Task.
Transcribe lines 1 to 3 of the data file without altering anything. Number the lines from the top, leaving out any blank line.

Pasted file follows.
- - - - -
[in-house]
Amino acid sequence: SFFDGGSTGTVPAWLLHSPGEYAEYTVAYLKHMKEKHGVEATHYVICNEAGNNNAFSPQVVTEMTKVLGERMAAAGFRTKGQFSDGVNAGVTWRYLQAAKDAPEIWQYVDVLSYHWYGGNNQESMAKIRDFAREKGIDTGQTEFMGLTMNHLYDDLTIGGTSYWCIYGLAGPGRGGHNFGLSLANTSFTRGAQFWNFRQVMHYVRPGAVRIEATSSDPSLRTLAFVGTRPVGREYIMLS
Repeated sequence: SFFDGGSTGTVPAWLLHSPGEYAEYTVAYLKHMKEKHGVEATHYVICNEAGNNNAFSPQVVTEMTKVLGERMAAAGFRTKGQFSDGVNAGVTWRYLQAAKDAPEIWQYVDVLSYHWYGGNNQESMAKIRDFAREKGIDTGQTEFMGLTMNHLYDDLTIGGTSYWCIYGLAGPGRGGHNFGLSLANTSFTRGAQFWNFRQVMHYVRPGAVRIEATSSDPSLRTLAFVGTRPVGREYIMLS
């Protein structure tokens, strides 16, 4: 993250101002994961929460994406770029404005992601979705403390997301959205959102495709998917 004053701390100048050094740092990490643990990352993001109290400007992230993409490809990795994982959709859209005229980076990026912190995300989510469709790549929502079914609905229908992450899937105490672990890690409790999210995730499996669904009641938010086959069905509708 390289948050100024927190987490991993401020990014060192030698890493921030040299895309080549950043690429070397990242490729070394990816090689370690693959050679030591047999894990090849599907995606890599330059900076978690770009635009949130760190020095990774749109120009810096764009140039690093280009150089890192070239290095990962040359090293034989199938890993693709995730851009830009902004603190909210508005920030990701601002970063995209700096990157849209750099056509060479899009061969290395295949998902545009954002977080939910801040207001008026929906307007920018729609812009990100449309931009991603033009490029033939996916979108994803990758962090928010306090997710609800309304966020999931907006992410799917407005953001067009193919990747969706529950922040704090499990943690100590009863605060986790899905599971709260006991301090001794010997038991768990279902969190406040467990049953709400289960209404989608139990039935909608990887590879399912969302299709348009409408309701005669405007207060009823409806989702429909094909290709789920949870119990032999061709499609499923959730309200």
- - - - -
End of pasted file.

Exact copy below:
[in-house]
Amino acid sequence: SFFDGGSTGTVPAWLLHSPGEYAEYTVAYLKHMKEKHGVEATHYVICNEAGNNNAFSPQVVTEMTKVLGERMAAAGFRTKGQFSDGVNAGVTWRYLQAAKDAPEIWQYVDVLSYHWYGGNNQESMAKIRDFAREKGIDTGQTEFMGLTMNHLYDDLTIGGTSYWCIYGLAGPGRGGHNFGLSLANTSFTRGAQFWNFRQVMHYVRPGAVRIEATSSDPSLRTLAFVGTRPVGREYIMLS
Repeated sequence: SFFDGGSTGTVPAWLLHSPGEYAEYTVAYLKHMKEKHGVEATHYVICNEAGNNNAFSPQVVTEMTKVLGERMAAAGFRTKGQFSDGVNAGVTWRYLQAAKDAPEIWQYVDVLSYHWYGGNNQESMAKIRDFAREKGIDTGQTEFMGLTMNHLYDDLTIGGTSYWCIYGLAGPGRGGHNFGLSLANTSFTRGAQFWNFRQVMHYVRPGAVRIEATSSDPSLRTLAFVGTRPVGREYIMLS